In the township, the population was spread out with 20.1% under the age of 18, 7.4% from 18 to 24, 24.7% from 25 to 44, 29.1% from 45 to 64, and 18.7% who were 65 years of age or older. The median age was 43.2 years. For every 100 females there were 90.2 males. For every 100 females ages 18 and old there were 85.3 males.
The Census Bureau's 2006-2010 American Community Survey showed that (in 2010 inflation-adjusted dollars) median household income was $51,277 (with a margin of error of +/- $4,039) and the median family income was $65,224 (+/- $7,825). Males had a median income of $46,529 (+/- $2,972) versus $39,722 (+/- $5,309) for females. The per capita income for the borough was $26,020 (+/- $2,212). About 4.3% of families and 7.5% of the population were below the poverty line, including 11.2% of those under age 18 and 8.1% of those age 65 or over.
As of the 2000 United States Census there were 7,684 people, 3,121 households, and 2,050 families residing in the township. The population density was 439.1 people per square mile (169.5/km2). There were 3,330 housing units at an average density of 190.3 per square mile (73.5/km2). The racial makeup of the township was 78.53% White, 16.27% African American, 0.27% Native American, 0.91% Asian, 0.04% Pacific Islander, 2.10% from other races, and 1.89% from two or more races. Hispanic or Latino of any race were 3.98% of the population.
There were 3,121 households out of which 28.3% had children under the age of 18 living with them, 48.7% were married couples living together, 12.9% had a female householder with no husband present, and 34.3% were non-families. 29.3% of all households were made up of individuals and 12.1% had someone living alone who was 65 years of age or older. The average household size was 2.42 and the average family size was 2.99.
In the township the population was spread out with 22.9% under the age of 18, 8.6% from 18 to 24, 28.1% from 25 to 44, 24.3% from 45 to 64, and 16.2% who were 65 years of age or older. The median age was 39 years. For every 100 females there were 91.3 males. For every 100 females age 18 and over, there were 87.3 males.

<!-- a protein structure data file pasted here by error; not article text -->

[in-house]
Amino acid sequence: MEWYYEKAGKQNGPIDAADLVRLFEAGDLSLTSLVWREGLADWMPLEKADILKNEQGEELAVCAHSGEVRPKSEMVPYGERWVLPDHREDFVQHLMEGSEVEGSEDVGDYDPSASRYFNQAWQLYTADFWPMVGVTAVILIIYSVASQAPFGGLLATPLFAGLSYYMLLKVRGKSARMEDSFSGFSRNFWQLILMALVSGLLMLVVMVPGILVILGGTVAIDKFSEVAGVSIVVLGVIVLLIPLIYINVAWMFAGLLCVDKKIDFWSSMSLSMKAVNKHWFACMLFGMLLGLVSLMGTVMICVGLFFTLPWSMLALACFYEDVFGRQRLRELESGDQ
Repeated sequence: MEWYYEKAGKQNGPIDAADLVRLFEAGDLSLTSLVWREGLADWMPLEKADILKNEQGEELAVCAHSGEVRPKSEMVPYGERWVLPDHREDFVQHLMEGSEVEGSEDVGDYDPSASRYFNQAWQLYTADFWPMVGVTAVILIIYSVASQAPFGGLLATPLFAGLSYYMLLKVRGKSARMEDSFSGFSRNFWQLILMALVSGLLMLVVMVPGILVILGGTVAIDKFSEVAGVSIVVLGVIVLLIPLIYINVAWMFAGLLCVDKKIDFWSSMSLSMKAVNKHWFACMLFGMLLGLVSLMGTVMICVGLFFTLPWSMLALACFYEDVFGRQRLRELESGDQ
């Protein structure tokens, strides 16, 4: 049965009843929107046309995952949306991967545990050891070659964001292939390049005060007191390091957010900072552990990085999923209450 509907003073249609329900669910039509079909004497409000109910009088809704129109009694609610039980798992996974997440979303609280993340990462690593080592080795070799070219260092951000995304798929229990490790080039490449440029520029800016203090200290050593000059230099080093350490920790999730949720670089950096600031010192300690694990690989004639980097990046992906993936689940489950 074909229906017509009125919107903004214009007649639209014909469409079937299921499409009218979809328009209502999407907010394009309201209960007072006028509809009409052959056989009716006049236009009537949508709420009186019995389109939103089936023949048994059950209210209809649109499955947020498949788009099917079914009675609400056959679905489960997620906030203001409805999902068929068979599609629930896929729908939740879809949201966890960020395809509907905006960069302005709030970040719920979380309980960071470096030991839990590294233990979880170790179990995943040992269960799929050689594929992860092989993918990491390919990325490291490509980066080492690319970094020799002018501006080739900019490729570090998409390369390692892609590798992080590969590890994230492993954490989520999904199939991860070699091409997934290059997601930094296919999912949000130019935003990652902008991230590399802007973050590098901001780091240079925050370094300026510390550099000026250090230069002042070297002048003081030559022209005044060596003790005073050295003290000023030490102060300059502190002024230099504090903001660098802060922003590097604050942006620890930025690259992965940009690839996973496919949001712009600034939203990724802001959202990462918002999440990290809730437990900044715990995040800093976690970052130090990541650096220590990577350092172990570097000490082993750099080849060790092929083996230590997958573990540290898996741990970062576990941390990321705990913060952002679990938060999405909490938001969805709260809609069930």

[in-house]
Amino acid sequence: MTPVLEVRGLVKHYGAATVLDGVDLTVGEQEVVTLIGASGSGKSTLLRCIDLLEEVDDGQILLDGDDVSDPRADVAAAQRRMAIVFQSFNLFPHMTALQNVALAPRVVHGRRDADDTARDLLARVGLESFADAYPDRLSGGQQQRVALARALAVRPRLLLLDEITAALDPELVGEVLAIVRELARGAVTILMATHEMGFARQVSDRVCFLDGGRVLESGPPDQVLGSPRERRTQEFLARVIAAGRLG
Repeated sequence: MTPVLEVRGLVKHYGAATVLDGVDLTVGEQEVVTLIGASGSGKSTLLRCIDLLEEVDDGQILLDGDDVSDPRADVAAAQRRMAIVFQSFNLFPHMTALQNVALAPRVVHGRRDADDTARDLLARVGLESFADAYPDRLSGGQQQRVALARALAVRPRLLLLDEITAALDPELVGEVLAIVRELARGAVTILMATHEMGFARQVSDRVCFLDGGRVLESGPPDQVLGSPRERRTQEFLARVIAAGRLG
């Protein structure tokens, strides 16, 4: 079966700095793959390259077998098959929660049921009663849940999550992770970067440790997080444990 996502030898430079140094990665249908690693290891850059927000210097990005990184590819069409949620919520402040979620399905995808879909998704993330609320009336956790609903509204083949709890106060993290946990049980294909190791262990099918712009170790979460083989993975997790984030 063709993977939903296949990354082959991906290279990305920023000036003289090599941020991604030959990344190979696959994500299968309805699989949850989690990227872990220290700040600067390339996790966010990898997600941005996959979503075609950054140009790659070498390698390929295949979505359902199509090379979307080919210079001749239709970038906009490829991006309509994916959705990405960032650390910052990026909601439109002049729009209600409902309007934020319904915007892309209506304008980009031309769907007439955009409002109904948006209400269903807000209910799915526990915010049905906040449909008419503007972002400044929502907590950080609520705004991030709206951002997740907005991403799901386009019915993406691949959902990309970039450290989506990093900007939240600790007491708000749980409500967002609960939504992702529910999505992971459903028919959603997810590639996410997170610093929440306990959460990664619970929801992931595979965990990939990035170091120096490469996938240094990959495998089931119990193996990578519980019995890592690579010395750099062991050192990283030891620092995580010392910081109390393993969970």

The median income for a household in the township was $41,007, and the median income for a family was $52,213. Males had a median income of $39,861 versus $26,773 for females. The per capita income for the township was $19,978. About 8.3% of families and 10.8% of the population were below the poverty line, including 11.9% of those under age 18 and 9.0% of those age 65 or over.
Roads and highways
Carneys Point hosts various state routes, US routes, and limited access roads. As of May 2010[update], the township had a total of 78.17 miles (125.80 km) of roadways, of which 35.61 miles (57.31 km) were maintained by the municipality, 20.50 miles (32.99 km) by Salem County and 17.37 miles (27.95 km) by the New Jersey Department of Transportation and 4.69 miles (7.55 km) by the New Jersey Turnpike Authority.
Two major county routes that passes through are County Route 540 and County Route 551. For state roads, it houses Route 48, Route 49 and Route 140. U.S. Route 40 runs through the southern part of the municipality while U.S. Route 130 travels through the northwest and goes right into Carneys Point. Interstate 295 passes through and two exits are within the township: Exits 2 and 4. The New Jersey Turnpike also travels through and houses Interchange 1 and its high-speed toll gate featuring E-ZPass Express Lanes, and a "lighthouse" to mark the gateway of New Jersey. The Delaware Memorial Bridge is outside the township in neighboring Pennsville.
NJ Transit offers bus service to Philadelphia on the 402 route, with local service offered on the 423 and 468 routes.